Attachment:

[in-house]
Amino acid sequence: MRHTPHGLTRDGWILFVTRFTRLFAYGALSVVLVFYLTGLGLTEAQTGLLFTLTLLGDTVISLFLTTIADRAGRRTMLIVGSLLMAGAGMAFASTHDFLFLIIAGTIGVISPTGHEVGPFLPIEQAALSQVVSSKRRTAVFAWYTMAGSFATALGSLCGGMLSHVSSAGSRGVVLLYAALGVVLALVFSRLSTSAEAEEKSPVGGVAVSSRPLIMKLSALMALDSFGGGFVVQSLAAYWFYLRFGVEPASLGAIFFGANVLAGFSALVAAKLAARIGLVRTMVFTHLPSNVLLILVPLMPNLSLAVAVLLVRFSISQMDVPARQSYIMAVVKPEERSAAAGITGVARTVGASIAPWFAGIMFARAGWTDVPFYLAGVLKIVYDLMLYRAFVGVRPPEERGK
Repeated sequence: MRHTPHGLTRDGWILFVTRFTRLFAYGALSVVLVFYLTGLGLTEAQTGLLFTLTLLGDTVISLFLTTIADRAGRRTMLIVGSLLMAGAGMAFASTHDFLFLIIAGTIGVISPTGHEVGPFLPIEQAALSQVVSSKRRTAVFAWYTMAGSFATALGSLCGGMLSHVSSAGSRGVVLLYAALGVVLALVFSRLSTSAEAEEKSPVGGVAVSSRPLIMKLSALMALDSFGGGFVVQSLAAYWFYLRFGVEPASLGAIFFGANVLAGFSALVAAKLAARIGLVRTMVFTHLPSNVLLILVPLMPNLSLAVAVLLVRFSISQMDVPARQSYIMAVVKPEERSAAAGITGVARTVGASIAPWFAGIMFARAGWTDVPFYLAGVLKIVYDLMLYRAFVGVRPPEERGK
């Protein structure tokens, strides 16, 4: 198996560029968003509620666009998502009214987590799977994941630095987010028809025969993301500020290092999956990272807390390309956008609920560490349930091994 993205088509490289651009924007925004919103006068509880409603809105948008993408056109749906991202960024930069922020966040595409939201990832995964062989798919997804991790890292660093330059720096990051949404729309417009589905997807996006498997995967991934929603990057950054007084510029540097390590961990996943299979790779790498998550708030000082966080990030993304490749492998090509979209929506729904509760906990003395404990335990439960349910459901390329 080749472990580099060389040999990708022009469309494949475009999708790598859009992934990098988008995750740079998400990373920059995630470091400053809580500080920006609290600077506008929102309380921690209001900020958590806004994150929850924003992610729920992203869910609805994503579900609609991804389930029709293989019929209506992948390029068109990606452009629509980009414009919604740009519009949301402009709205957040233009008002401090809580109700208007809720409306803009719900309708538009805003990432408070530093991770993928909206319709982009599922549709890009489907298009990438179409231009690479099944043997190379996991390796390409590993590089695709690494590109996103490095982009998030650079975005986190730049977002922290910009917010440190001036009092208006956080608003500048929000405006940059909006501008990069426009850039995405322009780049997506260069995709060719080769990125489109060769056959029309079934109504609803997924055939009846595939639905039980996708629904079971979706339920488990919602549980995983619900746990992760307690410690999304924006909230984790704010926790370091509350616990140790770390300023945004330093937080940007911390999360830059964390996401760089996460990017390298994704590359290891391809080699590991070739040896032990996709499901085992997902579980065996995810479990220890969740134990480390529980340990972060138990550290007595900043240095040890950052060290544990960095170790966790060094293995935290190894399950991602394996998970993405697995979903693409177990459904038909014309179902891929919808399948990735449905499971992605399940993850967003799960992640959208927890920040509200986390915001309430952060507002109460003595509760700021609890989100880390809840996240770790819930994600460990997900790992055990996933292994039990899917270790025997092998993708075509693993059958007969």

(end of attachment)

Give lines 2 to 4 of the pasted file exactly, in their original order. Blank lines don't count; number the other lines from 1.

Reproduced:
Amino acid sequence: MRHTPHGLTRDGWILFVTRFTRLFAYGALSVVLVFYLTGLGLTEAQTGLLFTLTLLGDTVISLFLTTIADRAGRRTMLIVGSLLMAGAGMAFASTHDFLFLIIAGTIGVISPTGHEVGPFLPIEQAALSQVVSSKRRTAVFAWYTMAGSFATALGSLCGGMLSHVSSAGSRGVVLLYAALGVVLALVFSRLSTSAEAEEKSPVGGVAVSSRPLIMKLSALMALDSFGGGFVVQSLAAYWFYLRFGVEPASLGAIFFGANVLAGFSALVAAKLAARIGLVRTMVFTHLPSNVLLILVPLMPNLSLAVAVLLVRFSISQMDVPARQSYIMAVVKPEERSAAAGITGVARTVGASIAPWFAGIMFARAGWTDVPFYLAGVLKIVYDLMLYRAFVGVRPPEERGK
Repeated sequence: MRHTPHGLTRDGWILFVTRFTRLFAYGALSVVLVFYLTGLGLTEAQTGLLFTLTLLGDTVISLFLTTIADRAGRRTMLIVGSLLMAGAGMAFASTHDFLFLIIAGTIGVISPTGHEVGPFLPIEQAALSQVVSSKRRTAVFAWYTMAGSFATALGSLCGGMLSHVSSAGSRGVVLLYAALGVVLALVFSRLSTSAEAEEKSPVGGVAVSSRPLIMKLSALMALDSFGGGFVVQSLAAYWFYLRFGVEPASLGAIFFGANVLAGFSALVAAKLAARIGLVRTMVFTHLPSNVLLILVPLMPNLSLAVAVLLVRFSISQMDVPARQSYIMAVVKPEERSAAAGITGVARTVGASIAPWFAGIMFARAGWTDVPFYLAGVLKIVYDLMLYRAFVGVRPPEERGK
């Protein structure tokens, strides 16, 4: 198996560029968003509620666009998502009214987590799977994941630095987010028809025969993301500020290092999956990272807390390309956008609920560490349930091994 993205088509490289651009924007925004919103006068509880409603809105948008993408056109749906991202960024930069922020966040595409939201990832995964062989798919997804991790890292660093330059720096990051949404729309417009589905997807996006498997995967991934929603990057950054007084510029540097390590961990996943299979790779790498998550708030000082966080990030993304490749492998090509979209929506729904509760906990003395404990335990439960349910459901390329 080749472990580099060389040999990708022009469309494949475009999708790598859009992934990098988008995750740079998400990373920059995630470091400053809580500080920006609290600077506008929102309380921690209001900020958590806004994150929850924003992610729920992203869910609805994503579900609609991804389930029709293989019929209506992948390029068109990606452009629509980009414009919604740009519009949301402009709205957040233009008002401090809580109700208007809720409306803009719900309708538009805003990432408070530093991770993928909206319709982009599922549709890009489907298009990438179409231009690479099944043997190379996991390796390409590993590089695709690494590109996103490095982009998030650079975005986190730049977002922290910009917010440190001036009092208006956080608003500048929000405006940059909006501008990069426009850039995405322009780049997506260069995709060719080769990125489109060769056959029309079934109504609803997924055939009846595939639905039980996708629904079971979706339920488990919602549980995983619900746990992760307690410690999304924006909230984790704010926790370091509350616990140790770390300023945004330093937080940007911390999360830059964390996401760089996460990017390298994704590359290891391809080699590991070739040896032990996709499901085992997902579980065996995810479990220890969740134990480390529980340990972060138990550290007595900043240095040890950052060290544990960095170790966790060094293995935290190894399950991602394996998970993405697995979903693409177990459904038909014309179902891929919808399948990735449905499971992605399940993850967003799960992640959208927890920040509200986390915001309430952060507002109460003595509760700021609890989100880390809840996240770790819930994600460990997900790992055990996933292994039990899917270790025997092998993708075509693993059958007969």